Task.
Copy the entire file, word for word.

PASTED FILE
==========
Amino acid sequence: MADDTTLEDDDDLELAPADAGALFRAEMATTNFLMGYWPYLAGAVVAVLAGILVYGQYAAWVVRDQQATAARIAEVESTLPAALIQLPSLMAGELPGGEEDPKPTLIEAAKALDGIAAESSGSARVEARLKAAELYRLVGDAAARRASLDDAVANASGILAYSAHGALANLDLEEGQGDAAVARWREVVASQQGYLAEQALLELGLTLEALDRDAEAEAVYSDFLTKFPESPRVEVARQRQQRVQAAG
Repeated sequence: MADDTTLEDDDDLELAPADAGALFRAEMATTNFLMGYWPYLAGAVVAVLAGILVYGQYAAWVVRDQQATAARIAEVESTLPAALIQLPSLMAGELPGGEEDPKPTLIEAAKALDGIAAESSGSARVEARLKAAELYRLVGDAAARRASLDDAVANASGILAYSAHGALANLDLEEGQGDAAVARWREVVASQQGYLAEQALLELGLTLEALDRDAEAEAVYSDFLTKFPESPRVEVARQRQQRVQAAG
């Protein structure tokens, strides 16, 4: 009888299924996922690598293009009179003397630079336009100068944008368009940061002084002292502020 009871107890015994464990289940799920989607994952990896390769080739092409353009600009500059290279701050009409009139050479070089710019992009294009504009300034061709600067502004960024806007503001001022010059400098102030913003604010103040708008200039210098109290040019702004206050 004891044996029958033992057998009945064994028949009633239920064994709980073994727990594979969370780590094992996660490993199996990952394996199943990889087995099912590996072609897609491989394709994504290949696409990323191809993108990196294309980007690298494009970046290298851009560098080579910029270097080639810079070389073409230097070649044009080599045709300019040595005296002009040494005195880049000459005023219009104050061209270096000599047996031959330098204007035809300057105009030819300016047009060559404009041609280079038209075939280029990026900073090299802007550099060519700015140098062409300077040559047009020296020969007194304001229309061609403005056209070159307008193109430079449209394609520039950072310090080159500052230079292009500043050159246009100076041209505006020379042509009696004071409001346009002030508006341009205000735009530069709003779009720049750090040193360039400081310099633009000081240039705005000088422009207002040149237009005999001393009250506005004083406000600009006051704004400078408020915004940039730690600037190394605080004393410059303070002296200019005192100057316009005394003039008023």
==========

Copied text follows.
Amino acid sequence: MADDTTLEDDDDLELAPADAGALFRAEMATTNFLMGYWPYLAGAVVAVLAGILVYGQYAAWVVRDQQATAARIAEVESTLPAALIQLPSLMAGELPGGEEDPKPTLIEAAKALDGIAAESSGSARVEARLKAAELYRLVGDAAARRASLDDAVANASGILAYSAHGALANLDLEEGQGDAAVARWREVVASQQGYLAEQALLELGLTLEALDRDAEAEAVYSDFLTKFPESPRVEVARQRQQRVQAAG
Repeated sequence: MADDTTLEDDDDLELAPADAGALFRAEMATTNFLMGYWPYLAGAVVAVLAGILVYGQYAAWVVRDQQATAARIAEVESTLPAALIQLPSLMAGELPGGEEDPKPTLIEAAKALDGIAAESSGSARVEARLKAAELYRLVGDAAARRASLDDAVANASGILAYSAHGALANLDLEEGQGDAAVARWREVVASQQGYLAEQALLELGLTLEALDRDAEAEAVYSDFLTKFPESPRVEVARQRQQRVQAAG
């Protein structure tokens, strides 16, 4: 009888299924996922690598293009009179003397630079336009100068944008368009940061002084002292502020 009871107890015994464990289940799920989607994952990896390769080739092409353009600009500059290279701050009409009139050479070089710019992009294009504009300034061709600067502004960024806007503001001022010059400098102030913003604010103040708008200039210098109290040019702004206050 004891044996029958033992057998009945064994028949009633239920064994709980073994727990594979969370780590094992996660490993199996990952394996199943990889087995099912590996072609897609491989394709994504290949696409990323191809993108990196294309980007690298494009970046290298851009560098080579910029270097080639810079070389073409230097070649044009080599045709300019040595005296002009040494005195880049000459005023219009104050061209270096000599047996031959330098204007035809300057105009030819300016047009060559404009041609280079038209075939280029990026900073090299802007550099060519700015140098062409300077040559047009020296020969007194304001229309061609403005056209070159307008193109430079449209394609520039950072310090080159500052230079292009500043050159246009100076041209505006020379042509009696004071409001346009002030508006341009205000735009530069709003779009720049750090040193360039400081310099633009000081240039705005000088422009207002040149237009005999001393009250506005004083406000600009006051704004400078408020915004940039730690600037190394605080004393410059303070002296200019005192100057316009005394003039008023």